It is worth nothing that, regardless of which app you use, having you phone working as a CGM reader does drain your battery. I am usually at home for large parts of the day so it isn’t really an issue for me, but when we go out for the day I find it useful to take a portable charger with me to keep my phone going.


DiaBox was the first app that I used and initially I really liked it. Visually it is very clear to use, and it appears to be very user friendly. You can easily customise your alarms based on your individual needs and – most crucially for me – it didn’t lose connection every 5 minutes and require a restart.

DiaBox reads directly from the Libre and so the readings you see are exactly what the Libre has calculated. While this may be beneficial to some, I find the Libre really quite inaccurate and so the ability to calibrate the Bubble with a finger prick is vital. I have been informed that the calibration feature will be available soon, so I’m looking forward to that!

I also like to have my readings show on my Apple Watch – might as well make the use of the technology I have! The DiaBox app does send notifications to your watch, alerts for highs and lows etc, but it doesn’t have the compatibility to show your readings on the watch yet. I believe this is also in the works, but it is a “nice to have” rather than a complete deal breaker.

Once a calibration option has been added DiaBox would hands down be my app of choice.


After expressing my concerns with calibration to the team at Bubble I was guided towards Xdrip+ for iOS. It is not as graceful as DiaBox, nor is it as reliable – but it does work.

Aesthetically Xdrip+ for iOS is very basic. The graph goes up and down but there is no colour coding or “in target” areas. However it is simple to personalise the alarms and settings, and there is even the option to add a reminder to calibrate it.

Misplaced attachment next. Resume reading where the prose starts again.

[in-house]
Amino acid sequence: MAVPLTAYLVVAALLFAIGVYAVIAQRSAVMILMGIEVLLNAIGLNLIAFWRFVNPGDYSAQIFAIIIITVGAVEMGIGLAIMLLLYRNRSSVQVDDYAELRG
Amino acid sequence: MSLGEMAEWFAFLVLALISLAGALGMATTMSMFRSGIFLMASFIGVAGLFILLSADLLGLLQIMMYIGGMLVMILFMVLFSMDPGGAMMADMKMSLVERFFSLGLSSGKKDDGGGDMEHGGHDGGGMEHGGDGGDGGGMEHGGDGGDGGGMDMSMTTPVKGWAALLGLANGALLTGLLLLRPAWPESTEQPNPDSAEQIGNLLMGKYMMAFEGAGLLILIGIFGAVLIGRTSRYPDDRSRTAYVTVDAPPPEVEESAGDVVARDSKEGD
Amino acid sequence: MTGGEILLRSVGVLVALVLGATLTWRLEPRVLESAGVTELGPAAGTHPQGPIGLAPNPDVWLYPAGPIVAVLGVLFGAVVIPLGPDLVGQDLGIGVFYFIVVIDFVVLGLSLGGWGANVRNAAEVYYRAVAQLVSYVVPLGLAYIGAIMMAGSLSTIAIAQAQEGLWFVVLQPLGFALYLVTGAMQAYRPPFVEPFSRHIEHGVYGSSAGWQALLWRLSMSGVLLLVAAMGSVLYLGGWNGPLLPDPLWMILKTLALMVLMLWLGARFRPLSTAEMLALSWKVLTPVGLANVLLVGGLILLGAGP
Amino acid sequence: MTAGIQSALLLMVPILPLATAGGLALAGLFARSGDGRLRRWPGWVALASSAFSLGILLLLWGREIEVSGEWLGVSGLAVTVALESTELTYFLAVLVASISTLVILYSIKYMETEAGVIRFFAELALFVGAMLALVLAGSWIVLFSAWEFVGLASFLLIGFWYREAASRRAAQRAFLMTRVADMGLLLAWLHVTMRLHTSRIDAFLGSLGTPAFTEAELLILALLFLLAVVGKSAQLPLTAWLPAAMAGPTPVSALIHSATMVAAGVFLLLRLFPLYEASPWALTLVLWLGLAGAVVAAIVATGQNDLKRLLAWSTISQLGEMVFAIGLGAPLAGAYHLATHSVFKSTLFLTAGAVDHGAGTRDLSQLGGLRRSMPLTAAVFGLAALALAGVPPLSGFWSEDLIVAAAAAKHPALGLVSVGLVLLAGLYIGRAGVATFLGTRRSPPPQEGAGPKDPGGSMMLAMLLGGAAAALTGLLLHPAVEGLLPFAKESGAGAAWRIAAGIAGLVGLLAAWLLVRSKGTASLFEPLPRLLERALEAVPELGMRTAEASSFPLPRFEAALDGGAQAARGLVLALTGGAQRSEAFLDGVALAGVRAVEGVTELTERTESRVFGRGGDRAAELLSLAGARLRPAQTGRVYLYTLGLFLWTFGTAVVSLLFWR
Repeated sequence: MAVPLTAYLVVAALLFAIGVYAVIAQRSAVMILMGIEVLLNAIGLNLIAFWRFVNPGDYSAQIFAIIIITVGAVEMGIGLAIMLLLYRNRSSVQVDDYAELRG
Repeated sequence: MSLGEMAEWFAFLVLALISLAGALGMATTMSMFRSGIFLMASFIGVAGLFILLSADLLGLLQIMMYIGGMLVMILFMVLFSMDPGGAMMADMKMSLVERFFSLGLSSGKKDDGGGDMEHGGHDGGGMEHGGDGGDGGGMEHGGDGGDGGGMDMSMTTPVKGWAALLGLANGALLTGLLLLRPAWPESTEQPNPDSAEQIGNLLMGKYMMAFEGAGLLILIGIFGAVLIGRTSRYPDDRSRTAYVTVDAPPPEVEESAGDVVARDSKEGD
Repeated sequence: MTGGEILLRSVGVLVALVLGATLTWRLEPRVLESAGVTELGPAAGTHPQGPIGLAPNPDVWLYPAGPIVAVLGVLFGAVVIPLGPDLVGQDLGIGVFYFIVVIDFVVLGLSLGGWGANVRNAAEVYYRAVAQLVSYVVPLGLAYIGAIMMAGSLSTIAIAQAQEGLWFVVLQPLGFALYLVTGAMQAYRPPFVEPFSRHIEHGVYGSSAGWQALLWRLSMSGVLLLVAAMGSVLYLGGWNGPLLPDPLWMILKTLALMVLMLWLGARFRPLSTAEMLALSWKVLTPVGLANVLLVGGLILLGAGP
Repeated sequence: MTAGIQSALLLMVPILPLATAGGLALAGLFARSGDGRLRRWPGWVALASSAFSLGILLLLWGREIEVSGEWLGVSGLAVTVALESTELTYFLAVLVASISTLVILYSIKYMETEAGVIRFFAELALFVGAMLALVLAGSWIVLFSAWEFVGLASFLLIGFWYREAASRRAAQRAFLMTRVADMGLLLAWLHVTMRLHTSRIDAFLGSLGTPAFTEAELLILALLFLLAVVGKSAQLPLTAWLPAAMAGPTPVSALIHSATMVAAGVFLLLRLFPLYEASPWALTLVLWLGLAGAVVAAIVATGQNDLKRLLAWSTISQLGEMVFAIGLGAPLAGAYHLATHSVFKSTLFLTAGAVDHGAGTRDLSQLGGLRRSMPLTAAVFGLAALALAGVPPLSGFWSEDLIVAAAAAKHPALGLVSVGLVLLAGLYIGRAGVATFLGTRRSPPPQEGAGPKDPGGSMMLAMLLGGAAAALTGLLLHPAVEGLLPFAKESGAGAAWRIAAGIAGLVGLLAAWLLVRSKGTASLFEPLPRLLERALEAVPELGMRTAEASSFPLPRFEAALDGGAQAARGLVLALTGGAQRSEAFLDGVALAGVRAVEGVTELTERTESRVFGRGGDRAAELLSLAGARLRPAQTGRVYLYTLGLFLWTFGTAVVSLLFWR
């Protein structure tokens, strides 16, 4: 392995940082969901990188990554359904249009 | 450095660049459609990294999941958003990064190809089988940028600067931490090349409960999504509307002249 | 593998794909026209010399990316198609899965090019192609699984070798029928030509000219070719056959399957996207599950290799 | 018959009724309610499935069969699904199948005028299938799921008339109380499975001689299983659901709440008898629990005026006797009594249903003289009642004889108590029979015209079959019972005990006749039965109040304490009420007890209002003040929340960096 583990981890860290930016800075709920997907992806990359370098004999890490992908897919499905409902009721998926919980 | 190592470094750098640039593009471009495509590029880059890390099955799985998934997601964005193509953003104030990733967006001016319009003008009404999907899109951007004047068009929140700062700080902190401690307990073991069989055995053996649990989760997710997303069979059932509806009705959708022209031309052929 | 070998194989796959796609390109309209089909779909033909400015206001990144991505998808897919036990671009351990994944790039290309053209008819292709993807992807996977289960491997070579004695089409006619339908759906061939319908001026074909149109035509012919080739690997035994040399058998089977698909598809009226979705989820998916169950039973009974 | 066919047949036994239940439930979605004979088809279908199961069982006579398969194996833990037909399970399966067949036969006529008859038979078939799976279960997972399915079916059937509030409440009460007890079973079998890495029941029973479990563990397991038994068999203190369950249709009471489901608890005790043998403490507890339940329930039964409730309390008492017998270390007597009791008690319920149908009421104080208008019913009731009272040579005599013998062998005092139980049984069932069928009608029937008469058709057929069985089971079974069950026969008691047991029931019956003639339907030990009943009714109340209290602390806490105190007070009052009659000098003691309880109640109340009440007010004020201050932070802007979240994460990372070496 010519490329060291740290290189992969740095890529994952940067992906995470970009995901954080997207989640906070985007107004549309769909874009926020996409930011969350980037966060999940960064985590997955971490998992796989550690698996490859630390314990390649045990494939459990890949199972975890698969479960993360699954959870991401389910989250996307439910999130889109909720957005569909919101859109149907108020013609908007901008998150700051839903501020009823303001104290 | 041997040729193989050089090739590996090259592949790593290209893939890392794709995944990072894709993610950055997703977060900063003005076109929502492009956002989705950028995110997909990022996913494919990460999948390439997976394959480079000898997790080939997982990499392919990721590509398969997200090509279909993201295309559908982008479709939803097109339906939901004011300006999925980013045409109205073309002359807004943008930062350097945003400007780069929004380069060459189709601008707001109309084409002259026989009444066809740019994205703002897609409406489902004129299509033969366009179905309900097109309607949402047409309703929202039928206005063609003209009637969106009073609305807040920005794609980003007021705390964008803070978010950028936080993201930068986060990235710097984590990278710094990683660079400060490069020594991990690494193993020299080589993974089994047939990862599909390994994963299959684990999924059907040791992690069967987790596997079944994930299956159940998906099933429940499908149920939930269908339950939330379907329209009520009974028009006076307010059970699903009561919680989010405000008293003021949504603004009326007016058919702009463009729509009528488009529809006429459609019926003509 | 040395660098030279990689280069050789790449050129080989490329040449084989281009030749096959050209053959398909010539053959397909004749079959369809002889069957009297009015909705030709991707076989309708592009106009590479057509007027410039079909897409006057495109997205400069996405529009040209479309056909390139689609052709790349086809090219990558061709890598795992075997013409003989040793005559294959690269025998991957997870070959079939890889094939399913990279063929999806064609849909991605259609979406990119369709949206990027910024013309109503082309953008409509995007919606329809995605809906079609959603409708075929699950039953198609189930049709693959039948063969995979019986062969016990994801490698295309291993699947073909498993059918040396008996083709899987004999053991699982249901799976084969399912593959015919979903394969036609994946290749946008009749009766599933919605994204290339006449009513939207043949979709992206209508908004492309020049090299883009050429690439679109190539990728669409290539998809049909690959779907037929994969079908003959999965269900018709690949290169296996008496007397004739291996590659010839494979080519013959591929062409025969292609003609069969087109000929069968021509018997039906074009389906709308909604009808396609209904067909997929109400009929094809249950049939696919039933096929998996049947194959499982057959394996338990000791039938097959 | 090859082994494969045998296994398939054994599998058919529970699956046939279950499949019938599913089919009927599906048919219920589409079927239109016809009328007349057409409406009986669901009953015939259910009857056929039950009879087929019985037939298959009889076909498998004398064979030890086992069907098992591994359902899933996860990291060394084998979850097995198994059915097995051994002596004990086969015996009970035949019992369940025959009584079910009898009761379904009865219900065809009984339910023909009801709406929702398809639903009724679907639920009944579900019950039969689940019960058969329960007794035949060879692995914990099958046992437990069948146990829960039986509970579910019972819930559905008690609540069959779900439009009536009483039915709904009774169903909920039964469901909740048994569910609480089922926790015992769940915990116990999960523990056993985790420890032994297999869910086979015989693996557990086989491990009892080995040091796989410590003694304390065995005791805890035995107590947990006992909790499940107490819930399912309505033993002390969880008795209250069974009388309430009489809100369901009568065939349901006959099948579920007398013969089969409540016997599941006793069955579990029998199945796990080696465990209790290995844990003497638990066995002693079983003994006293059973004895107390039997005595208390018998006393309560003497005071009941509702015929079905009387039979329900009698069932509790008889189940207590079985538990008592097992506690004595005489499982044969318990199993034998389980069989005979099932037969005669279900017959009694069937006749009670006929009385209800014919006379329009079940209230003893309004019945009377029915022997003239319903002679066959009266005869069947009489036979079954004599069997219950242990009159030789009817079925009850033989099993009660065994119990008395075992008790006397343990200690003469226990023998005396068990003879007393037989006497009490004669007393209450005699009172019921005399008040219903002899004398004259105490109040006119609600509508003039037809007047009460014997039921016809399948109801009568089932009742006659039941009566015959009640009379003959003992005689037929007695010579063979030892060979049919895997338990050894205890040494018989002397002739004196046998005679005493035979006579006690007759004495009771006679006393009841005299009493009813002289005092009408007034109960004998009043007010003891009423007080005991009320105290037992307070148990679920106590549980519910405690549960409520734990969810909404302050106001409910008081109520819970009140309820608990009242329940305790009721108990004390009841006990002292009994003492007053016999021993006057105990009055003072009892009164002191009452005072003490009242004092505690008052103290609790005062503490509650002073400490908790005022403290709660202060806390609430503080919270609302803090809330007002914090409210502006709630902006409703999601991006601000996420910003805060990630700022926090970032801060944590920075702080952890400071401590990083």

I calibrate to Xdrip+ twice a day, first thing in the morning and again in the evening before my dinner, as this is when my blood sugars are most stable. By doing this I find the accuracy of Bubble to be great and I am comfortable using it to bolus and make corrections throughout the day.

With Xdrip+ there is also the option to link to your smart watch so your readings can be seen at a glance. You can choose to include the change since previous reading (so you can gauge if it’s going up or down) or just have a standalone number and arrow. I prefer the second option as it is clearer when you are just having a quick look.

Using Bubble Day To Day


Like most adults I shower every day, but I also take my kids to their swimming lessons. This leaves me submerged for around 30 minutes. The Bubble is designed with no holes in it to ensure its durability while in the water. It claims to be fine for up to 2m deep and 30 minutes submersion, the same as the Libre. I have used the Libre many times in the past for far longer than 30 minutes, and over time I will no doubt be exposing Bubble to similar conditions. I can only hope it can stand up to the job.


Does the Bubble stay stuck? This is one of the questions I have been asked most often, second only to queries about reliability of the apps. In my honest opinion, the adhesive is one area that is really letting the Bubble down. Personally, I have found that the stickers are only lasting around 24-36 hours, whereas with alternative brands I can get a full 14 days.